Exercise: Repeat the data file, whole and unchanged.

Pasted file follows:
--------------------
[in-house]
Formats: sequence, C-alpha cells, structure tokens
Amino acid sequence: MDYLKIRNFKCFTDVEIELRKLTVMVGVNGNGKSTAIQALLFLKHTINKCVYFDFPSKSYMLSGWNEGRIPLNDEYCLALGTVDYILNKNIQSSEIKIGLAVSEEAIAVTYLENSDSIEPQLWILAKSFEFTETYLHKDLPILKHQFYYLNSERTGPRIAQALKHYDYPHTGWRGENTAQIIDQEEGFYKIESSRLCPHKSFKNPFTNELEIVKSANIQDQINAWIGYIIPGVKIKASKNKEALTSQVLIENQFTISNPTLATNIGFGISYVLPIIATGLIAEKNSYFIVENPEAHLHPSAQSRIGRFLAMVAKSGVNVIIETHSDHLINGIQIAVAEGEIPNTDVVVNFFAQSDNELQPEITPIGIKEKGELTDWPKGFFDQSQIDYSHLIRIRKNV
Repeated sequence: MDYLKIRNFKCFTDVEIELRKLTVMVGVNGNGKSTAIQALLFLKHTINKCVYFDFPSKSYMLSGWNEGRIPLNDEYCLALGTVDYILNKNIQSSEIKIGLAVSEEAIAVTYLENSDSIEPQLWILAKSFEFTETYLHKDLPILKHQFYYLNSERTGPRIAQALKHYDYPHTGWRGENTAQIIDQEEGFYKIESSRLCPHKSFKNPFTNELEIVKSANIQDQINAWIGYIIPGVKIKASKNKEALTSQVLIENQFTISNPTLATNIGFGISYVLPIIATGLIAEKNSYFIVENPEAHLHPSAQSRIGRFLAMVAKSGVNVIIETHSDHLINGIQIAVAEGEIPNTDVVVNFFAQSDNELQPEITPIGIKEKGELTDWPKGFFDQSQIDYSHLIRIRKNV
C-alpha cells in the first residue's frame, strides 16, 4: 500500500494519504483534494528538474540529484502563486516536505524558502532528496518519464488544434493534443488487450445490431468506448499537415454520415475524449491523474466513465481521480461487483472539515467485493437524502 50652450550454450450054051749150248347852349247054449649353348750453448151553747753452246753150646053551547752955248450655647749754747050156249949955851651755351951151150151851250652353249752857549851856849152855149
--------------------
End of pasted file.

[in-house]
Formats: sequence, C-alpha cells, structure tokens
Amino acid sequence: MDYLKIRNFKCFTDVEIELRKLTVMVGVNGNGKSTAIQALLFLKHTINKCVYFDFPSKSYMLSGWNEGRIPLNDEYCLALGTVDYILNKNIQSSEIKIGLAVSEEAIAVTYLENSDSIEPQLWILAKSFEFTETYLHKDLPILKHQFYYLNSERTGPRIAQALKHYDYPHTGWRGENTAQIIDQEEGFYKIESSRLCPHKSFKNPFTNELEIVKSANIQDQINAWIGYIIPGVKIKASKNKEALTSQVLIENQFTISNPTLATNIGFGISYVLPIIATGLIAEKNSYFIVENPEAHLHPSAQSRIGRFLAMVAKSGVNVIIETHSDHLINGIQIAVAEGEIPNTDVVVNFFAQSDNELQPEITPIGIKEKGELTDWPKGFFDQSQIDYSHLIRIRKNV
Repeated sequence: MDYLKIRNFKCFTDVEIELRKLTVMVGVNGNGKSTAIQALLFLKHTINKCVYFDFPSKSYMLSGWNEGRIPLNDEYCLALGTVDYILNKNIQSSEIKIGLAVSEEAIAVTYLENSDSIEPQLWILAKSFEFTETYLHKDLPILKHQFYYLNSERTGPRIAQALKHYDYPHTGWRGENTAQIIDQEEGFYKIESSRLCPHKSFKNPFTNELEIVKSANIQDQINAWIGYIIPGVKIKASKNKEALTSQVLIENQFTISNPTLATNIGFGISYVLPIIATGLIAEKNSYFIVENPEAHLHPSAQSRIGRFLAMVAKSGVNVIIETHSDHLINGIQIAVAEGEIPNTDVVVNFFAQSDNELQPEITPIGIKEKGELTDWPKGFFDQSQIDYSHLIRIRKNV
C-alpha cells in the first residue's frame, strides 16, 4: 500500500494519504483534494528538474540529484502563486516536505524558502532528496518519464488544434493534443488487450445490431468506448499537415454520415475524449491523474466513465481521480461487483472539515467485493437524502 50652450550454450450054051749150248347852349247054449649353348750453448151553747753452246753150646053551547752955248450655647749754747050156249949955851651755351951151150151851250652353249752857549851856849152855149